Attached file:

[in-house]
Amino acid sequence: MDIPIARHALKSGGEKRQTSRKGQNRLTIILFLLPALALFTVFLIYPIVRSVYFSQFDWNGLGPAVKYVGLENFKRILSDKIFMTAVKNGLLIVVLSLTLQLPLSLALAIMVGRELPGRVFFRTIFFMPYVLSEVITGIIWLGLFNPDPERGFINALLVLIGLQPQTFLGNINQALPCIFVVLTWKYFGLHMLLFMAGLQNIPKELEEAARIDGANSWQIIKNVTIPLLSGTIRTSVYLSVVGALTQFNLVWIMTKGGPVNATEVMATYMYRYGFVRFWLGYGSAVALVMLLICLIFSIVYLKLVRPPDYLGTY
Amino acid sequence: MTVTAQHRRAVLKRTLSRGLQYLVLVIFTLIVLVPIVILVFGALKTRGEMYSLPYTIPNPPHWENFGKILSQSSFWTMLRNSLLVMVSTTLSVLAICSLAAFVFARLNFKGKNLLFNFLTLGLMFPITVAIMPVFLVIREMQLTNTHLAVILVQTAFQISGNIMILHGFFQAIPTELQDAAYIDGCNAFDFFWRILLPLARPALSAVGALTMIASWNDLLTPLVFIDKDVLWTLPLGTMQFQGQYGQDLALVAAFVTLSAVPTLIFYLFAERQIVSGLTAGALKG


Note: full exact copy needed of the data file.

[in-house]
Amino acid sequence: MDIPIARHALKSGGEKRQTSRKGQNRLTIILFLLPALALFTVFLIYPIVRSVYFSQFDWNGLGPAVKYVGLENFKRILSDKIFMTAVKNGLLIVVLSLTLQLPLSLALAIMVGRELPGRVFFRTIFFMPYVLSEVITGIIWLGLFNPDPERGFINALLVLIGLQPQTFLGNINQALPCIFVVLTWKYFGLHMLLFMAGLQNIPKELEEAARIDGANSWQIIKNVTIPLLSGTIRTSVYLSVVGALTQFNLVWIMTKGGPVNATEVMATYMYRYGFVRFWLGYGSAVALVMLLICLIFSIVYLKLVRPPDYLGTY
Amino acid sequence: MTVTAQHRRAVLKRTLSRGLQYLVLVIFTLIVLVPIVILVFGALKTRGEMYSLPYTIPNPPHWENFGKILSQSSFWTMLRNSLLVMVSTTLSVLAICSLAAFVFARLNFKGKNLLFNFLTLGLMFPITVAIMPVFLVIREMQLTNTHLAVILVQTAFQISGNIMILHGFFQAIPTELQDAAYIDGCNAFDFFWRILLPLARPALSAVGALTMIASWNDLLTPLVFIDKDVLWTLPLGTMQFQGQYGQDLALVAAFVTLSAVPTLIFYLFAERQIVSGLTAGALKG